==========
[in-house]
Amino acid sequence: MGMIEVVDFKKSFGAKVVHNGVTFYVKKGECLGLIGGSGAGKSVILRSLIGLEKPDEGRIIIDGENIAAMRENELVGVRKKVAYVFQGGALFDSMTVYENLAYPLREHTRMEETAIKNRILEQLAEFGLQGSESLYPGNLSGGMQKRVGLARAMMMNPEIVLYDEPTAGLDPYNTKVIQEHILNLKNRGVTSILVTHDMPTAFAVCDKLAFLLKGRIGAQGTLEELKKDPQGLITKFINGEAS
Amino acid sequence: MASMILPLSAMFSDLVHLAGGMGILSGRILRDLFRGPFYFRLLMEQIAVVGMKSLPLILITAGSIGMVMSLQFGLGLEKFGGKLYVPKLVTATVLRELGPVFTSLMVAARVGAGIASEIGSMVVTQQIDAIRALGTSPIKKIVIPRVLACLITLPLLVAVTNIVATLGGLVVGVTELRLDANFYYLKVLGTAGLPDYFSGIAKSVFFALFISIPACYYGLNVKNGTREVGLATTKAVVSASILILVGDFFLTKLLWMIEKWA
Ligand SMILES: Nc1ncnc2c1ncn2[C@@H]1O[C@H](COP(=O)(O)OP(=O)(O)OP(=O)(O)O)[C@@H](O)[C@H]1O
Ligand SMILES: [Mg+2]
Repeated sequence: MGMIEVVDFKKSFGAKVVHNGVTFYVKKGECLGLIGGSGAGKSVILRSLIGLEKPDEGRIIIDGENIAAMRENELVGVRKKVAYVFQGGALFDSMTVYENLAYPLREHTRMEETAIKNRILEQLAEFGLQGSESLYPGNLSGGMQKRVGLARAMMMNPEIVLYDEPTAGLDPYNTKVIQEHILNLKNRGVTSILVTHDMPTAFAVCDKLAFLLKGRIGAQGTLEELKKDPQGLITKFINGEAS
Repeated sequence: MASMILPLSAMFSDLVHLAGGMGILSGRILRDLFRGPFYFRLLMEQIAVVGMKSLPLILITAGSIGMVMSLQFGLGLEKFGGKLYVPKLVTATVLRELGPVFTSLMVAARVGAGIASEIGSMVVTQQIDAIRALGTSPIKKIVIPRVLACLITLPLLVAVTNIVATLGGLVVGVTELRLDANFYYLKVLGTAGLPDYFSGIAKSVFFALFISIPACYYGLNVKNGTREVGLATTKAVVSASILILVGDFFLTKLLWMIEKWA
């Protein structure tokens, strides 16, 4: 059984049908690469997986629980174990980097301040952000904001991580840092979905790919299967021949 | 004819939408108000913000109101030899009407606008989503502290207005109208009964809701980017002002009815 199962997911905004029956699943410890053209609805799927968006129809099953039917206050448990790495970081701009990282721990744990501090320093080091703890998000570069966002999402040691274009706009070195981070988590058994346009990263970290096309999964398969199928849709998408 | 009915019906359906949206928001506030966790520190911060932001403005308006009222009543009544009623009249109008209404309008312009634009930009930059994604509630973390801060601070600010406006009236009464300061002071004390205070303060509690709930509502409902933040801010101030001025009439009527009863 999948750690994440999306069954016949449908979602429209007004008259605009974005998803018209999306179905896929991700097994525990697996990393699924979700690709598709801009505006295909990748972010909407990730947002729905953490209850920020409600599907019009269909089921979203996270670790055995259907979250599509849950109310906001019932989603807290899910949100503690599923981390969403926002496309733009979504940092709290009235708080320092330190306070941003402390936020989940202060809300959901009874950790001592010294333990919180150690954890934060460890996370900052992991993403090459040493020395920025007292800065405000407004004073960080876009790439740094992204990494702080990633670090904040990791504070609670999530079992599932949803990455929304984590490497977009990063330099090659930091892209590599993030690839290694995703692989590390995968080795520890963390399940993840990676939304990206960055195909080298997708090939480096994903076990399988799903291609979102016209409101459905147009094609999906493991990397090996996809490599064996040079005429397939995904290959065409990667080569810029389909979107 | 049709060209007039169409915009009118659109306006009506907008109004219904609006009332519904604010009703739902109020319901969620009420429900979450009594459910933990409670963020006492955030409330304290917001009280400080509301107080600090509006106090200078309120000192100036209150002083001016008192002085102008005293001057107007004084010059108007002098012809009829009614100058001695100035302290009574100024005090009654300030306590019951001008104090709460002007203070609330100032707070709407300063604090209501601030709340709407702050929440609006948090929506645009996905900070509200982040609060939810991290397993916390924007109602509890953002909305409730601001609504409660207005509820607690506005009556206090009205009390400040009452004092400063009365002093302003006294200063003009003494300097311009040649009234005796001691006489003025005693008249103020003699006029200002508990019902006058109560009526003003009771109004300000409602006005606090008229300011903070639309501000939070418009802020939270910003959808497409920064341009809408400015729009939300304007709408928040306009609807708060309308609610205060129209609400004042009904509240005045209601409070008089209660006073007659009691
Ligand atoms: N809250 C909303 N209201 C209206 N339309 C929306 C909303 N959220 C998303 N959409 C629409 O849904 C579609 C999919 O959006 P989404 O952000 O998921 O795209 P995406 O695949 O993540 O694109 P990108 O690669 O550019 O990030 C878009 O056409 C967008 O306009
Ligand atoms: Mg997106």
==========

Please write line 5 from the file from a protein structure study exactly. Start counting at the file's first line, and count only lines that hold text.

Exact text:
Ligand SMILES: [Mg+2]